Once we secured the water source we had to determine how much water we had, the flow rate. For large scale commercial trout facilities the flow rate is very large, even thousands of gallons per minute. There are few places in America where that much clean, cold water is available for private use.
Many of us however can have access to smaller volumes of water, perhaps enough to produce fish in sufficient quantities for it to be self-supporting. A simplified analysis may look like this: $150 per month for electric to pump water and air; $100 per month for feed; $400 per month replacement stock. This simplified analysis assumes a up and running project and does not account for any capital investment like the cost of the well and raceway.
So $650 is the monthly cost to produce 400 fish for market. Another assumption is that the project has been running long enough to produce a marketable item, a 1.5 pound fish. If we sell 400 fish each month for $7.50 per pound then we net $3850 per month. More than enough to service any capital investment with some pocket change left over. OK let’s say my figures are suspect even though they are not that bad and we double our input costs to $1300 per month, still not too bad. At any rate, it seems to be self-supporting.
This project has brought together all my favorite sciences and opens up a lot of potential new avenues for any other agricultural engineering fans out there. A few came out to see my prototype; its already had an important modification and is growing trout. You will notice I am using a variation of the common raceway and tank culture systems. Both methods have advantages so why not bring them together. I am also experimenting with different off the shelf tank designs that are readily available for far less than those tanks sold specifically for aquaculture.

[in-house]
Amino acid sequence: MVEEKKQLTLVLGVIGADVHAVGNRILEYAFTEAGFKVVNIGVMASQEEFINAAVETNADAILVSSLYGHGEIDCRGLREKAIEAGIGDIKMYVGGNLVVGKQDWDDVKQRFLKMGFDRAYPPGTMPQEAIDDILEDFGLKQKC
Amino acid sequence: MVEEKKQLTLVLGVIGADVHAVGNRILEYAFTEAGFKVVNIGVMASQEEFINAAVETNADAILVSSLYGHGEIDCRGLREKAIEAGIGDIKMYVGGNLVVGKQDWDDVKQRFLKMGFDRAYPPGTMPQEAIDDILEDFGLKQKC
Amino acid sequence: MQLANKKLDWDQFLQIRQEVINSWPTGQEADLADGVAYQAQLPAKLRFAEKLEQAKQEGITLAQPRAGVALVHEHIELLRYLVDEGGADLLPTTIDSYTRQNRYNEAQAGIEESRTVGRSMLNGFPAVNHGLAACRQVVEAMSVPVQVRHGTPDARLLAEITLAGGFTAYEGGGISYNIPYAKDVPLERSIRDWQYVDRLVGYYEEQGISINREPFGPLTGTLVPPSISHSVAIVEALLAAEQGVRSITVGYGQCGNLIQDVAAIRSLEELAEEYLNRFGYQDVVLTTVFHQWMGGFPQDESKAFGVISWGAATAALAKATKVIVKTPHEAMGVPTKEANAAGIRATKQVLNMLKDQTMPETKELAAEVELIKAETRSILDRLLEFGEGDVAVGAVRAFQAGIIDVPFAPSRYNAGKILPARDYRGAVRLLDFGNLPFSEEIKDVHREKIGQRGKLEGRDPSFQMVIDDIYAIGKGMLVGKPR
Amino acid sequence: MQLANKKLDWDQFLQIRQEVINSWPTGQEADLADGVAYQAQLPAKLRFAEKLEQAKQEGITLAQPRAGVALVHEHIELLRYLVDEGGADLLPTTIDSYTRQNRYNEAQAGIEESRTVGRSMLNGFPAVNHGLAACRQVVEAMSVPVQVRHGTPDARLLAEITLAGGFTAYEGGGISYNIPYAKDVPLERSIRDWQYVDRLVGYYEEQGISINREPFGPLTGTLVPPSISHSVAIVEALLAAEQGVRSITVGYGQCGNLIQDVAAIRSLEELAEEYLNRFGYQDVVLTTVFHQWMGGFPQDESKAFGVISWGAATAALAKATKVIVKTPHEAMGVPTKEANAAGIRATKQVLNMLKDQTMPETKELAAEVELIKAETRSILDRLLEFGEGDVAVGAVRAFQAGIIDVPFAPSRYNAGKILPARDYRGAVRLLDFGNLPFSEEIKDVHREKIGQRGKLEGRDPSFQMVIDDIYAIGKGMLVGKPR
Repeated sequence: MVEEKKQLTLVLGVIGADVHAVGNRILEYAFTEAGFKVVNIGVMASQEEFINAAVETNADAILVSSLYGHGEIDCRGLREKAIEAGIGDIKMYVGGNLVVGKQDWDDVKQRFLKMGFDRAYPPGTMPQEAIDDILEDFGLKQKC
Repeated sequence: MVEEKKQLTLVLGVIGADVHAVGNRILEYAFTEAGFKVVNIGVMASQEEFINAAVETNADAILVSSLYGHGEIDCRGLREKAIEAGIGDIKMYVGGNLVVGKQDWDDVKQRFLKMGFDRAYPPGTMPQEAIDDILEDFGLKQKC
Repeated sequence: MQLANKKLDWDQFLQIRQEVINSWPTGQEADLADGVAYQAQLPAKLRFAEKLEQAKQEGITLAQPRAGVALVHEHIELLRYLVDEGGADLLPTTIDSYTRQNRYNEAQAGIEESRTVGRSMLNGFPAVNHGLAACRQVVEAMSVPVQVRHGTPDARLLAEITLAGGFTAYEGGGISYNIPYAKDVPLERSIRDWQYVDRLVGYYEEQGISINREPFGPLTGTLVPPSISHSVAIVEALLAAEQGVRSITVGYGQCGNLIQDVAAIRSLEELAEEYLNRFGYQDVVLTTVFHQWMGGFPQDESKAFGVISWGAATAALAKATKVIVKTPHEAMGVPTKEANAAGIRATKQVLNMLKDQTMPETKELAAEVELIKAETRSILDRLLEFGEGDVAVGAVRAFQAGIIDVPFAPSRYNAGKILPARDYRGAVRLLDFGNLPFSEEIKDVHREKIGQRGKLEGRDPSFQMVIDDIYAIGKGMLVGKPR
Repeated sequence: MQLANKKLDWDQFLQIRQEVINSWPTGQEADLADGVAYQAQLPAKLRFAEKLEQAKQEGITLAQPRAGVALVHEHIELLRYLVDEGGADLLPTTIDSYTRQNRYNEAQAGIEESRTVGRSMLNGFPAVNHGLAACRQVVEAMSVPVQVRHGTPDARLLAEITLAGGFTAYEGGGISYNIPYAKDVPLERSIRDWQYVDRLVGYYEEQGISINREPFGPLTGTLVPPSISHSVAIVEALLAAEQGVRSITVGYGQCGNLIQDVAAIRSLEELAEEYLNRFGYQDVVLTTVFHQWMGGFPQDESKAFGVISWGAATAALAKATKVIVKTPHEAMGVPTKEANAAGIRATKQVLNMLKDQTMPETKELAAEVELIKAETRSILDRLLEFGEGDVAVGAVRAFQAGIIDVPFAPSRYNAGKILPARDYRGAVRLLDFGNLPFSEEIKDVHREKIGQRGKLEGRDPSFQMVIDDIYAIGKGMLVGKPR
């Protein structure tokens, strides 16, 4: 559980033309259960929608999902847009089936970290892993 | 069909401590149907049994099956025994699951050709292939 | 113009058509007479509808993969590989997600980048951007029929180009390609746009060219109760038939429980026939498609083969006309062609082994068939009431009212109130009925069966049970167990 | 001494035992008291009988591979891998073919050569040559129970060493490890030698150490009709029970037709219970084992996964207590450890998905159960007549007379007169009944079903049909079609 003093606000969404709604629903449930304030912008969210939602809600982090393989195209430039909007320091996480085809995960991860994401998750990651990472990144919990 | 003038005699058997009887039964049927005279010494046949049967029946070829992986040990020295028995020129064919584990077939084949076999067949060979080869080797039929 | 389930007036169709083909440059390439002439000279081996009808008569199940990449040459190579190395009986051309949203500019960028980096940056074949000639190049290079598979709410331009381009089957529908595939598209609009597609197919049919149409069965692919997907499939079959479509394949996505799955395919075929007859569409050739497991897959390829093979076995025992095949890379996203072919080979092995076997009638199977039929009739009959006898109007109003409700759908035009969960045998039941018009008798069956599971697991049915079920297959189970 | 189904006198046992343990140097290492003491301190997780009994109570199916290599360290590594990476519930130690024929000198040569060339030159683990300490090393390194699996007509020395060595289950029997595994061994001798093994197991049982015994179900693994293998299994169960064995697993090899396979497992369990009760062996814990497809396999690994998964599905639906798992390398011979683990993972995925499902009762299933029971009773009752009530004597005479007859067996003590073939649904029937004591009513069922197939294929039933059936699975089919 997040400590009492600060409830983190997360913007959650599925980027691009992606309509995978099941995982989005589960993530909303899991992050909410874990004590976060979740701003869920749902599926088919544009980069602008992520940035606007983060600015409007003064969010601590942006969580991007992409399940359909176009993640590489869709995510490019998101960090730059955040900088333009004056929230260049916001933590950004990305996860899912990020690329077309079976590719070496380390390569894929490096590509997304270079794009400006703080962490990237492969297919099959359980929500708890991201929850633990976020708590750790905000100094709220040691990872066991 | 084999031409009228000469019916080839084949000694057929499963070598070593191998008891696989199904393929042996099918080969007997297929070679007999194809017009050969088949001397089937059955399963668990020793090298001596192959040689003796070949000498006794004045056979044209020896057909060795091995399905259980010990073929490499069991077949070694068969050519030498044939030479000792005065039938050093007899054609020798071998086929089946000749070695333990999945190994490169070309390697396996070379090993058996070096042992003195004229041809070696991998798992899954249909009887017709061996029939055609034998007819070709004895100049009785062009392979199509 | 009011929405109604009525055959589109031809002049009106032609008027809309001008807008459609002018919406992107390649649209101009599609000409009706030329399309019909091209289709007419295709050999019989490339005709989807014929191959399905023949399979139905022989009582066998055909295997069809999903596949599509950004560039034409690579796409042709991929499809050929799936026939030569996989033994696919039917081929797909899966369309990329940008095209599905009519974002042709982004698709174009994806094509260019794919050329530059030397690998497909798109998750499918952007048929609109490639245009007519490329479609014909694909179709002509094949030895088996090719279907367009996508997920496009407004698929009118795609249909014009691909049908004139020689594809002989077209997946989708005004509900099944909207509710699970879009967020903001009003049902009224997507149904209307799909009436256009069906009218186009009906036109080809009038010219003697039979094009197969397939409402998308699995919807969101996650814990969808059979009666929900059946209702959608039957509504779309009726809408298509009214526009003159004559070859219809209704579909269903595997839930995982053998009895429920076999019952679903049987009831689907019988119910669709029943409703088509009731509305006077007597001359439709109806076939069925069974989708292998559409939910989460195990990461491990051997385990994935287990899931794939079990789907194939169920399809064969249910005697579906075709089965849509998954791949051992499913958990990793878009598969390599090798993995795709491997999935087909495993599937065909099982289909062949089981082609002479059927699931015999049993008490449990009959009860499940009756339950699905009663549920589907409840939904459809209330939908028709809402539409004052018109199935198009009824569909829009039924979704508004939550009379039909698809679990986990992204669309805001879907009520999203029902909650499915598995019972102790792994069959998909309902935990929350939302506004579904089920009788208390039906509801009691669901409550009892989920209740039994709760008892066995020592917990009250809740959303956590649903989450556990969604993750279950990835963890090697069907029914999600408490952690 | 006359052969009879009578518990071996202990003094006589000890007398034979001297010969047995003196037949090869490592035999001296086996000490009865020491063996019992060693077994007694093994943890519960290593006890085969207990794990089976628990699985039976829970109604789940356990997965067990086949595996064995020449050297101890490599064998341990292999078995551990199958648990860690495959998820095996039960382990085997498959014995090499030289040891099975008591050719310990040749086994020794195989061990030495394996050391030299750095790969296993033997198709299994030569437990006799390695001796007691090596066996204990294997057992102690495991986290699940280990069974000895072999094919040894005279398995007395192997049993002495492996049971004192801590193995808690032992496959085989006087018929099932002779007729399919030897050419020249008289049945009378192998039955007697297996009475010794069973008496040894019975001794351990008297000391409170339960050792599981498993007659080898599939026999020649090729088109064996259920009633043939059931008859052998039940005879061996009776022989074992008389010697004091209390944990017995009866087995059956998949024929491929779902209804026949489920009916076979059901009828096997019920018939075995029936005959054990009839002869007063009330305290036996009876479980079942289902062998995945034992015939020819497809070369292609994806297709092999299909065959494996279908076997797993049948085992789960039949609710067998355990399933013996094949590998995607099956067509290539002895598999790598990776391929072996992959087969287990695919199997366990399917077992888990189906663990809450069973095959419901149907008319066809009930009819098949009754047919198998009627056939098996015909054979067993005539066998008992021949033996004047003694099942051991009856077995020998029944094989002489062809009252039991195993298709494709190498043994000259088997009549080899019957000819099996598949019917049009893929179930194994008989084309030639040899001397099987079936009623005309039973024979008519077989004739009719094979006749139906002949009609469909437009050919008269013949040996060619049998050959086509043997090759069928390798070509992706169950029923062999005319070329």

We have had more and more interest in alpaca as a food source for both people and dogs that cannot tolerate many other foods. I haven’t had the time to research just why alpaca doesn’t cause the problems that other foods can but I do know that it is an exceptional meat that has no trouble competing with beef, pork, lamb or poultry for taste and nutrition. It is very lean, more like venison than beef or lamb.
I have to write of our small accomplishment here as it will otherwise go unnoticed, but we were the first farm in the States that openly retailed alpaca. I understand that there are others now of course, out west mostly, but we also with the help of our favorite chef were able to get it onto the menu of the first restaurant to offer it. I am proud to say that after more than five years it is still on the menu at The Refectory in Columbus OH.
Unfortunately for us it seems the demand for this excellent meat is growing far from our market place and other farms will ultimately benefit more than we from this new food. It is new here but has been eaten for a long time in other parts of the world. I won’t go into why or how we first came to using alpaca meat in this article or the prospects of it becoming more widely used but I do what to make one point. Alpaca meat is relatively expensive and so not suitable for a dog food staple. It is not part of the commercial meat industry and will remain high in price. I believe the new and very trendy emergence of restaurants with alpaca on the menu is as a result of the temporary availability of cheap animals that are being dumped. Won’t say any more about that as it would surely not gain me any friends.
We will continue to carry a small amount of this superb meat as well as alpaca dog treats and bones but for larger orders we suggest purchasing a whole animal and have it custom butchered. As a service to our customers we will help to obtain and transport your alpaca.